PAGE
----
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Although there is some debate about the exact definition, hyperreality is generally defined as a condition in which what is real and what is fiction are blended together so that there is no clear distinction between where one ends and the other begins. It is a postmodern philosophy that deals in part with semiotics, or the study of the signs that surround people in everyday life and what they actually mean. French sociologist and philosopher Jean Baudrillard researched hyperreality to note how humans were starting to accept simulated versions of reality. As the line between what is real and what is an altered representation became blurred, he questioned if anything was truly real in the age of mass media.
To understand how something real can be blended with that which is imagined, the example of a royal crown can be used. The king's crown symbolizes his title and power; the crown itself is meaningless, but it has come to take on the meaning that society has given it as a representation of the monarchy. The reality of the crown and the hyperreality of what it stands for — wealth, power, fame — are inextricably interwoven.
In the modern world, much of "reality" is mediated in some way. Information is edited and packaged into news programs, so what is real is often processed and shaped to fit a particular narrative structure. In hyperreality, the copy becomes more valuable than the real thing, and what something symbolizes is more important than what the thing actually is. How the use of money has changed is a useful example of this, as what was once an exchange of two things with similar value — the barter of two objects of equal value, for example, or the exchange of precious metals for goods — has become the trading of digital ones and zeros with a credit or debit card for goods, the price of which may have little connection to their actual value.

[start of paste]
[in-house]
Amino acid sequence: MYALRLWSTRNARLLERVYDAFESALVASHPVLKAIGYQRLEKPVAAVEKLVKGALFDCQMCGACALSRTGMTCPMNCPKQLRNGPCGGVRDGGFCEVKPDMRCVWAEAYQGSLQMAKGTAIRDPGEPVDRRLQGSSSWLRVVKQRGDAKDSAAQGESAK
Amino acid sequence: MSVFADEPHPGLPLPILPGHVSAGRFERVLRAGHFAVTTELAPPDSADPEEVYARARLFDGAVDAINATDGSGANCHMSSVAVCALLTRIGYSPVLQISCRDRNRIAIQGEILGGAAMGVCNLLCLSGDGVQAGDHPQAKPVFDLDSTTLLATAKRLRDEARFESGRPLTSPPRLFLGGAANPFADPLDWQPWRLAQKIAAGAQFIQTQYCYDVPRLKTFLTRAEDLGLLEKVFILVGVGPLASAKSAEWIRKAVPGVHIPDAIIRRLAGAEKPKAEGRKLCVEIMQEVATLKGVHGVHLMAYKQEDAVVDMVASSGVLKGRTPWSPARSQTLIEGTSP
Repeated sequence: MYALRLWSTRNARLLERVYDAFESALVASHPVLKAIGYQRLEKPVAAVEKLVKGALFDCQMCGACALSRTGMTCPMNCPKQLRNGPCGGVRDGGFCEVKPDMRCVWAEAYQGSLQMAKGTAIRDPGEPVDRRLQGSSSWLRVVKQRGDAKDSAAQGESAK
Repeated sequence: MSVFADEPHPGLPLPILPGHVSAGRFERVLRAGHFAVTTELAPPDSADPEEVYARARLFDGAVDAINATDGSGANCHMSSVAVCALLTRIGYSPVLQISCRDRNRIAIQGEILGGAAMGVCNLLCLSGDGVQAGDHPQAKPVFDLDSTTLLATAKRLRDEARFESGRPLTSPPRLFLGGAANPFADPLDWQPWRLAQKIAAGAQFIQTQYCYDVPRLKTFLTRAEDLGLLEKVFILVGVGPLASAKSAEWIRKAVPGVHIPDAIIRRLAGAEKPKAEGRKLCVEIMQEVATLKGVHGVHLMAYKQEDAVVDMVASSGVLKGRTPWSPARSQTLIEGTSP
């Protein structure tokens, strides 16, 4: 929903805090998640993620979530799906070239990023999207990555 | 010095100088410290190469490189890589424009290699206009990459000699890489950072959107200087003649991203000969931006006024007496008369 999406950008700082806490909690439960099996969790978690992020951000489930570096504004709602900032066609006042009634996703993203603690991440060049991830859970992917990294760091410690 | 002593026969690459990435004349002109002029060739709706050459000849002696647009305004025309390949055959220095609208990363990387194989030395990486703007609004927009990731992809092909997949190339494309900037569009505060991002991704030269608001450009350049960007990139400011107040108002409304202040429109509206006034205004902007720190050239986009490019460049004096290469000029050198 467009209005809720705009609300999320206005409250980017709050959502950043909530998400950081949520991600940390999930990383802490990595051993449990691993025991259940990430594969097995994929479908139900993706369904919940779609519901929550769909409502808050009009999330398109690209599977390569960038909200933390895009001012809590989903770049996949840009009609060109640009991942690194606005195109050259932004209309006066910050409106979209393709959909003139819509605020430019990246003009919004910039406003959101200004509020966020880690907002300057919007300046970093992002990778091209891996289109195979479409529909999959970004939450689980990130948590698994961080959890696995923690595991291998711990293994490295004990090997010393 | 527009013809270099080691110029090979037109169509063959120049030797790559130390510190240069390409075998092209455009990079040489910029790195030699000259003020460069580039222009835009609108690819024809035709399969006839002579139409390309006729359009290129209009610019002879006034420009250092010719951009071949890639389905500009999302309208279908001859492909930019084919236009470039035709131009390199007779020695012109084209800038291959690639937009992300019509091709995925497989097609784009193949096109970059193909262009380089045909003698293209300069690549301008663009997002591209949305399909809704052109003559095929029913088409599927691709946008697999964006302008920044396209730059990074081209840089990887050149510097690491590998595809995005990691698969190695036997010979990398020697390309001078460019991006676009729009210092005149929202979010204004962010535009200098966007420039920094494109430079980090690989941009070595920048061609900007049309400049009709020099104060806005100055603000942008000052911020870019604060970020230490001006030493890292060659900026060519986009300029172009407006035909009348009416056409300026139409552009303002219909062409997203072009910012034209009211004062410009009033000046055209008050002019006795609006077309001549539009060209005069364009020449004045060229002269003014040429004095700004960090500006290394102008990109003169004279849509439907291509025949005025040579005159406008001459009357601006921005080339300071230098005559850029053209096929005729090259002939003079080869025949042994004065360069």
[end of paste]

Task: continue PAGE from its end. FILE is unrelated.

Hyperreality can also take the form of reality by proxy, in which a person takes someone else's version of reality on board as his or her own. Some people who watch soap operas for a long time develop a view of interpersonal relationships that is skewed by how the soap opera writers depict the characters, for example. Some people start to relate to these extreme dramatic relationships as being real, and begin to judge social relationships and situations by this heightened lens of reality.
Some theorists argue that more and more people in modern culture exist in a state of hyperreality, often becoming more engaged with the hyperreal world than with the real world. Media images, the Internet, computer games, and virtual worlds are taking people out of the real world more often and for longer periods of time than ever before. As a result, their connection with the real world becomes blurred with the unreal, and it may become more important to take on the symbols than to achieve the reality; some people, for example, may believe that they can be rock stars or celebrities just by acting as if they are.
Hyperreality is exploited in advertising for almost everything, using a pseudo-world to enable people to be the characters they wish to be. Advertising sells the public through strong, desirable images, and many consumers buy into the brand's point of view and products. If the consumer wants to be seen as a sex icon, he or she should buy the most expensive jeans as worn or designed by his or her favorite celebrity. Although the clothing itself has limited actual value, they symbolize a state of being that some consumers want.
Every time a person enters a large shopping area with a certain theme, he or she may be entering a hyperreal world. Theme parks such as Disneyworld® or the casinos in Las Vegas are hyperrealities in which a person can get lost for as long as his or her money lasts. There is no reality in these places, only a construct that is designed to represent reality, allowing the person to exist temporarily in a world outside of what is real.